Heidegger in America

opportunity to hear Heidegger “lecture many times” and even to “read some of his early writings.”43 Like Weiss, Hartshorne was skeptical:

Heidegger was not naïve, but – as it seemed to me – much of the time he was either saying pretentiously what I already knew or was retreating back and back into the philosophical past, as though Aristotle was closer to the truth than the Scholastics, the pre-Socratics than Aristotle, and someone or something, I’m still not sure what, truer than the pre-Socratics.44

For Hartshorne, who was already well on his way toward establishing the process theology that would mark him as one of the twentieth century’s most important philosophers of religion, Heidegger did not contribute anything beyond what “James, Bergson, and various others” had already articulated.45 As Hartshorne put it in his philosophical memoir, The Darkness and the Light, “Heidegger I did not exactly dislike; but for me he had no great appeal.”46

Despite his initial reservations, Hartshorne nonetheless saw the publication of Sein und Zeit as a significant event. Writing in the Philosophical Review in 1929, he even went so far as to suggest that Heidegger was “the most subtle and painstaking, perhaps the most original and profound, of all contemporary German philosophers.”47 There was great originality in his work and Hartshorne thought it developed Husserl’s phenomenology in interesting ways, but he still worried that Heidegger had taken a number of wrong steps. Foreshadowing a critique that would later be leveled against Heidegger by Herbert Marcuse and Günther Anders, Hartshorne wondered if Heidegger’s phenomenological analysis of existence offered only a false or “misplaced” sense of concrete, lived experience.48 He also wondered if Heidegger’s originality was not simply the result of the linguistic “oddness” of his work.49 The many neologisms and word-plays of Sein und Zeit were striking, especially for a non-native speaker of German, but such linguistic novelty is not always emblematic of philosophical progress. For these reasons and others, Hartshorne was reluctant to cede pragmatism’s many previous achievements to Heidegger and the phenomenological upstarts.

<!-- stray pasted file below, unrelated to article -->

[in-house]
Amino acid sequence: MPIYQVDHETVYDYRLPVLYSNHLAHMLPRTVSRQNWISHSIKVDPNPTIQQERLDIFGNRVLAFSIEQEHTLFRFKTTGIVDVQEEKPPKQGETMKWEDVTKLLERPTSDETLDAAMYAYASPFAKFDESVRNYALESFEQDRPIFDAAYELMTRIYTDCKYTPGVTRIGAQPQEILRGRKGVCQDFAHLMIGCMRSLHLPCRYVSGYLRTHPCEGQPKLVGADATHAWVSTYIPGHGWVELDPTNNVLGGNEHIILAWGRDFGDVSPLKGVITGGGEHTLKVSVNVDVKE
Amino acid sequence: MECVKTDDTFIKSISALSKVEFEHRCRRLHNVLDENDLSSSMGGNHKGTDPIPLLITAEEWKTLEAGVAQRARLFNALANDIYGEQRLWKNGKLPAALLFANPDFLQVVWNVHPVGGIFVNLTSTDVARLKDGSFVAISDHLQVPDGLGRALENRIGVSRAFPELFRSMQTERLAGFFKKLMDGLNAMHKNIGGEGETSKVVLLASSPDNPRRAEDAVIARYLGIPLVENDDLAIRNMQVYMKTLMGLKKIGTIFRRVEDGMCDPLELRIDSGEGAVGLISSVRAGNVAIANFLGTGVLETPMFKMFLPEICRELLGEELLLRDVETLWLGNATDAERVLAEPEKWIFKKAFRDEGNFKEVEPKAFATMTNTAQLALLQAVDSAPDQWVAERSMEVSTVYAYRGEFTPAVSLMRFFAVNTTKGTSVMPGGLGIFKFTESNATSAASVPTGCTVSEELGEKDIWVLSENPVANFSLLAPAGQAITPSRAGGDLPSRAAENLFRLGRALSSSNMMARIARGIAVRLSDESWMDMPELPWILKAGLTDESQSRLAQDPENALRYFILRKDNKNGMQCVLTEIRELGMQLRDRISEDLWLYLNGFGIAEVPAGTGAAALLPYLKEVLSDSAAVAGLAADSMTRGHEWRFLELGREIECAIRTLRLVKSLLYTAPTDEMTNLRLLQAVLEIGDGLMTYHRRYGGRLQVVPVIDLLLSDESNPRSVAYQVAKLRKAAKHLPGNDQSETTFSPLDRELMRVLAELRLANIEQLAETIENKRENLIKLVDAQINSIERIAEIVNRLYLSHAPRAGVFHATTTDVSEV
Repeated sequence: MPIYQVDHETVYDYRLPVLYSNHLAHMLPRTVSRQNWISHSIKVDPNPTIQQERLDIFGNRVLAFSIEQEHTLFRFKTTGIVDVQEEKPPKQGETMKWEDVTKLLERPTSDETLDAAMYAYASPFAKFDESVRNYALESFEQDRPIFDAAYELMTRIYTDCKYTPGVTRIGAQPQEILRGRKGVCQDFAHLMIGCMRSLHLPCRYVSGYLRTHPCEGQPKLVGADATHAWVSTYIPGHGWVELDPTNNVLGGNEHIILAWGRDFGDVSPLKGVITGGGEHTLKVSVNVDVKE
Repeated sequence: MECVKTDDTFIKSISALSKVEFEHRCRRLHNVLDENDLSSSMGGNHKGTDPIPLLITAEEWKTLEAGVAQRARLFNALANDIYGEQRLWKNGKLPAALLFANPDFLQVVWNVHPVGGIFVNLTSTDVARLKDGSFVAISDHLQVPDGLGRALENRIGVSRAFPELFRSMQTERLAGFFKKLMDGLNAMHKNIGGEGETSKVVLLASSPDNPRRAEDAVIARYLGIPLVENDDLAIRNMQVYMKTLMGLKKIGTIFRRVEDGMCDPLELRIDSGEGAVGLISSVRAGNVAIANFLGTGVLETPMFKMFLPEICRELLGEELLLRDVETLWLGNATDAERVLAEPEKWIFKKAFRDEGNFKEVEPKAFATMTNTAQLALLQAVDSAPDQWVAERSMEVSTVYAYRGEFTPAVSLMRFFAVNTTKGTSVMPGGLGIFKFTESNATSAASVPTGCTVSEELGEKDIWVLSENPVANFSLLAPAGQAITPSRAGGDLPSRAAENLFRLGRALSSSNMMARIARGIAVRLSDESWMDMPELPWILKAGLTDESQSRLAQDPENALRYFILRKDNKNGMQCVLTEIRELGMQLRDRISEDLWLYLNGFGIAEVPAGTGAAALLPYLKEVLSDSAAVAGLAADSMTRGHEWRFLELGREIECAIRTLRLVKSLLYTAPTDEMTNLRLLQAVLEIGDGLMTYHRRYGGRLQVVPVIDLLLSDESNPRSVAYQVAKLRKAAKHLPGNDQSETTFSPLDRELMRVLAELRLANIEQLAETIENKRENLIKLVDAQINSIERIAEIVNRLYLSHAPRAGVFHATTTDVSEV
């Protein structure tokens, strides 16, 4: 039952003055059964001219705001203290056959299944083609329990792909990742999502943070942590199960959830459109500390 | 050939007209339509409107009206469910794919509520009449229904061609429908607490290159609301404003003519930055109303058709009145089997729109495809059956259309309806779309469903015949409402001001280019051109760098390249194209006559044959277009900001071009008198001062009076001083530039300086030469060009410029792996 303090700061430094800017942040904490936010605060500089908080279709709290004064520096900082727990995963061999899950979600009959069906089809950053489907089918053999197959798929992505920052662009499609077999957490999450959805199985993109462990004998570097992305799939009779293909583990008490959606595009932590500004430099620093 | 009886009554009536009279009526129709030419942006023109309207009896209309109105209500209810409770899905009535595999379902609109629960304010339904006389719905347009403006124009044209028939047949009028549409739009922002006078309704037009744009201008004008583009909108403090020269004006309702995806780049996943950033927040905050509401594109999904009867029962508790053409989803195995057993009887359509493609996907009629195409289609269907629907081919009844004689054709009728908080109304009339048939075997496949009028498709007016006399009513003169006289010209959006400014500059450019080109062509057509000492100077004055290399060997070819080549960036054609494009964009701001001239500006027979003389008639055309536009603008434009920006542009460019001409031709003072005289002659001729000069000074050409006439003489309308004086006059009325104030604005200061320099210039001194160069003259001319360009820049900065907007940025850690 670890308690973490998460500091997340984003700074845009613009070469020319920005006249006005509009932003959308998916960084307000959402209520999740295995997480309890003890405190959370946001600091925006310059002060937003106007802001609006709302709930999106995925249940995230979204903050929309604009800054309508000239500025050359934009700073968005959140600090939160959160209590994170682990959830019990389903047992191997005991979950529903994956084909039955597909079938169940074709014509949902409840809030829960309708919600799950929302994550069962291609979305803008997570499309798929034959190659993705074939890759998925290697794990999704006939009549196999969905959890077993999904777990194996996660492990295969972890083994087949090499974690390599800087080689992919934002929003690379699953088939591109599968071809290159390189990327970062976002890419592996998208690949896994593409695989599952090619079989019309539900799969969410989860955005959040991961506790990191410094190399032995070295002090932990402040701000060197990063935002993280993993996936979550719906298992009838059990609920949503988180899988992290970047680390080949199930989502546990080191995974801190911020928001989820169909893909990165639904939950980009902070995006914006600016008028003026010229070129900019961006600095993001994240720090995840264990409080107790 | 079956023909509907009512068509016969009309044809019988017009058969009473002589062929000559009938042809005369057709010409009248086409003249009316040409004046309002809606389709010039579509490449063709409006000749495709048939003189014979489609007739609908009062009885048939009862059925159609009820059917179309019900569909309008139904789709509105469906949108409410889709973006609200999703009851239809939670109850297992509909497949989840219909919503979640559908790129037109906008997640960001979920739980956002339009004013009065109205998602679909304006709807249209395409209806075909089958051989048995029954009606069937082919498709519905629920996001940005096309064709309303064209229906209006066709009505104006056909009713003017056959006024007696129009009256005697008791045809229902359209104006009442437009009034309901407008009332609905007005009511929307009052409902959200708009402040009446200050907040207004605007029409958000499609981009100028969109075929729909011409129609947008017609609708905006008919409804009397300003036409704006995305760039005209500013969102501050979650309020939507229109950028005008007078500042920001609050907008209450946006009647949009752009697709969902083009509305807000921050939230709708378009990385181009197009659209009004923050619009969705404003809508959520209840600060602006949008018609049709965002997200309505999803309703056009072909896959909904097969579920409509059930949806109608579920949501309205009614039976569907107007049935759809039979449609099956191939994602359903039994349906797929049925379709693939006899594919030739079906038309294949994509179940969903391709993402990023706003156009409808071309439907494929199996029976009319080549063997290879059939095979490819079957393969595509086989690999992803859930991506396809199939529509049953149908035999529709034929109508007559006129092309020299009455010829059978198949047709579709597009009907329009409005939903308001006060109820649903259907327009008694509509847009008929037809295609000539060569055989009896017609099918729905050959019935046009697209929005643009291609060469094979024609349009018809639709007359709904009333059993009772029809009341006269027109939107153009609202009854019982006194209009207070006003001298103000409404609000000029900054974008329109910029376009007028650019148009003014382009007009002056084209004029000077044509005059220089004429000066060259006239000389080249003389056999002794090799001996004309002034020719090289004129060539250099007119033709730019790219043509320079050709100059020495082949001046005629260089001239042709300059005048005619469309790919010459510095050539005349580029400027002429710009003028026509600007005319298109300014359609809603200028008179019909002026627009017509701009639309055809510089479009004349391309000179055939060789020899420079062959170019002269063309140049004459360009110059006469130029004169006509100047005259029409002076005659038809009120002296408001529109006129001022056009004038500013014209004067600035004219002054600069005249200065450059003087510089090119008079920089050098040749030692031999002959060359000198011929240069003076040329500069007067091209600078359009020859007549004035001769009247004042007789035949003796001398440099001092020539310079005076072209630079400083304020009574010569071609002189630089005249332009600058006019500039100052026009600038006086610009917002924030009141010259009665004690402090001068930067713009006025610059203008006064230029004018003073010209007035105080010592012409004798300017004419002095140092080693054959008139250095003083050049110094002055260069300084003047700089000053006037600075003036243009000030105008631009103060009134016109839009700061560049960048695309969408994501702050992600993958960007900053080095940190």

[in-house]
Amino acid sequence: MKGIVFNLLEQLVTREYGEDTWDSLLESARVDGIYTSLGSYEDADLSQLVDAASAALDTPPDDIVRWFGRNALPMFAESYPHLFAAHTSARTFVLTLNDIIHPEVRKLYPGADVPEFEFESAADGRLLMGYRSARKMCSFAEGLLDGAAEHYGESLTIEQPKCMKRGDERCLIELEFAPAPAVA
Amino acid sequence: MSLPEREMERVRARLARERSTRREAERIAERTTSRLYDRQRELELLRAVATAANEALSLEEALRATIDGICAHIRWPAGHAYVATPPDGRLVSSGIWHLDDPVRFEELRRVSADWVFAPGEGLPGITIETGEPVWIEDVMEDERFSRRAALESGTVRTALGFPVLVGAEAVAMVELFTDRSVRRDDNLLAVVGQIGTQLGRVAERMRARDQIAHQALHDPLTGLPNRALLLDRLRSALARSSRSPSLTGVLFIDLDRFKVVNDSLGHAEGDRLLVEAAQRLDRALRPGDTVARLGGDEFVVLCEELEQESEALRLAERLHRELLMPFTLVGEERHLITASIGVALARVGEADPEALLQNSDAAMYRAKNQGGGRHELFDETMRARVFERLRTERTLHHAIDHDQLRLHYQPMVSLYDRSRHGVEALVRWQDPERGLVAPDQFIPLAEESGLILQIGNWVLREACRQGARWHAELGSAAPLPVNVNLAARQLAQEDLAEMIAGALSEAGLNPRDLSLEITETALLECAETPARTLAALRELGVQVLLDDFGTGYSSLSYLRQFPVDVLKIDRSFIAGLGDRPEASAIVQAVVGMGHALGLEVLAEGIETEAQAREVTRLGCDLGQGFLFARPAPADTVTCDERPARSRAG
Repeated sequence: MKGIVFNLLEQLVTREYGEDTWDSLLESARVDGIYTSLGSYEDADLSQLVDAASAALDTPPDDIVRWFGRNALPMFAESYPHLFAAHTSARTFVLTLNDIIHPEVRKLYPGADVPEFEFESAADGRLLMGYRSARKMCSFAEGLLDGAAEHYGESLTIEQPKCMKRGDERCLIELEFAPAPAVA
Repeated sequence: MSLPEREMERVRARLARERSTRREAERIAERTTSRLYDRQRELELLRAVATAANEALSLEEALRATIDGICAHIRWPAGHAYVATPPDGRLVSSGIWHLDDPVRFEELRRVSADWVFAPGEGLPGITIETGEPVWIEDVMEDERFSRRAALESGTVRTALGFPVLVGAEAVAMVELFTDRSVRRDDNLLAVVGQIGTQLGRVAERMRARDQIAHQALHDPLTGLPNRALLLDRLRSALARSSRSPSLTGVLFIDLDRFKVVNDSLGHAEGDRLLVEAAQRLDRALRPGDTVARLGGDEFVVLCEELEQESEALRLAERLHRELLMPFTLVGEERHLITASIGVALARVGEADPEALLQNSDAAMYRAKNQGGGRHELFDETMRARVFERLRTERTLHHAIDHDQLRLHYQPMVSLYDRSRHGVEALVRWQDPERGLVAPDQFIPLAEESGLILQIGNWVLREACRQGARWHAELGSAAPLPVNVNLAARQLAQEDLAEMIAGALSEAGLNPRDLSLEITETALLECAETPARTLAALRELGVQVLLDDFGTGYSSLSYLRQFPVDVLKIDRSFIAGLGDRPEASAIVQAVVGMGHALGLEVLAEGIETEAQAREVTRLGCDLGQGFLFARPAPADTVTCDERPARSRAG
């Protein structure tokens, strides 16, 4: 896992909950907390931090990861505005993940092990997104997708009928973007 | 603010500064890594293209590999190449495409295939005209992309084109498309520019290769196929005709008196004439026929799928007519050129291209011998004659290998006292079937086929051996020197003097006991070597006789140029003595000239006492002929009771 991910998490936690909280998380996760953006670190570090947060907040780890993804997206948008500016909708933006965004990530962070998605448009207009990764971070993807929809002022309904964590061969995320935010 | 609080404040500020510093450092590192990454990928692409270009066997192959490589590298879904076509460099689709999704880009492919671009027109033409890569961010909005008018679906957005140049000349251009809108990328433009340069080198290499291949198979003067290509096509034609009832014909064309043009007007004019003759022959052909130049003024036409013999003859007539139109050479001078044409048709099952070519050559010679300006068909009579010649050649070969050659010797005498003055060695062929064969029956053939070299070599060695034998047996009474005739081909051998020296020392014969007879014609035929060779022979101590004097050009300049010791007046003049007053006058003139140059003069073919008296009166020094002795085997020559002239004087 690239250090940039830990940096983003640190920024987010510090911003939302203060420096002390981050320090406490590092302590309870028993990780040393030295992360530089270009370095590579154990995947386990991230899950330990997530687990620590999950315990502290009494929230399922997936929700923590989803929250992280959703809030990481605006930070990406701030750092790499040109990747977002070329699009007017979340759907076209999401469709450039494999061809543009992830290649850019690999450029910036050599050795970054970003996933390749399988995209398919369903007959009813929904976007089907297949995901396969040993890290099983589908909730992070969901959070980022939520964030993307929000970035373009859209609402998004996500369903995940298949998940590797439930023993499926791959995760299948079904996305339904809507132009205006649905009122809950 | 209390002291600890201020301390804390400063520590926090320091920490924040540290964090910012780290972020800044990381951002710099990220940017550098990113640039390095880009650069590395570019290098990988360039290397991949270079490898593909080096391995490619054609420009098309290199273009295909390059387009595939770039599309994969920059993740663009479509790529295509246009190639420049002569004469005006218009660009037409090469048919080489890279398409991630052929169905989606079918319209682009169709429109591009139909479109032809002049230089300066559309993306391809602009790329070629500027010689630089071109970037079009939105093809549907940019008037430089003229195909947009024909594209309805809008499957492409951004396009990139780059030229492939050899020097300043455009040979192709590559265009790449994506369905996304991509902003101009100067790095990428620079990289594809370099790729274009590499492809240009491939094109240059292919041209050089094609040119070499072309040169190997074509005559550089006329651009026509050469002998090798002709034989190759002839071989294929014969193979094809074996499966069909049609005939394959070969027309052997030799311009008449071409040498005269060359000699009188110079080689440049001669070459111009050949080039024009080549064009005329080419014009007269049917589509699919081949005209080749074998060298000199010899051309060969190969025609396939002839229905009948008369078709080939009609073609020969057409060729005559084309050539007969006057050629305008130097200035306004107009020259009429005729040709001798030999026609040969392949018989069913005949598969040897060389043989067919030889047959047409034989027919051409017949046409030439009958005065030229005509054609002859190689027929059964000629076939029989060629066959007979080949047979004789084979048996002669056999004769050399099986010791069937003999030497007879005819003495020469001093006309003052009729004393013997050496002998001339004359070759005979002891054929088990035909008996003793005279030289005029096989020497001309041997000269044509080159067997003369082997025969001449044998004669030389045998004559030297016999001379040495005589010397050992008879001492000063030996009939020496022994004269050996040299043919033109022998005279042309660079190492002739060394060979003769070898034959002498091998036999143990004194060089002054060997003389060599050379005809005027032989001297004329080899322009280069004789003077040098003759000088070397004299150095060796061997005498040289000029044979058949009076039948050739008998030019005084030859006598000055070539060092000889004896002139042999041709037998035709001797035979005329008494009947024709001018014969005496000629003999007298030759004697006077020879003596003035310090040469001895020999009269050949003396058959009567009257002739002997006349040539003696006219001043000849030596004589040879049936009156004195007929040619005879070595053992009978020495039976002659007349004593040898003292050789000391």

Sidney Hook, who heard of Heidegger’s lectures secondhand, echoed many of Hartshorne’s sentiments. He, too, stayed true to his pragmatist roots.

43 Charles Hartshorne, “Some Causes of My Intellectual Growth,” in Lewis Edwin Hahn, ed., The Philosophy of Charles Hartshorne, Library of Living Philosophers, Volume XX (La Salle, Illinois: Open Court, 1991), 22.

44 Ibid.

45 Ibid.

46 Charles Hartshorne, The Darkness and the Light: A Philosopher Refl ects on His Fortunate Career and Those Who Made it Possible (Albany: SUNY Press, 1990), 20.

47 Charles Hartshorne, “Review of Sein und Zeit by Martin Heidegger and Mathematische Existenz by Oskar Becker,” The Philosophical Review 38:3 (May, 1929), 289.

48 Ibid, 285.

49 Ibid, 289.

Heidegger in America by Martin W. Woessner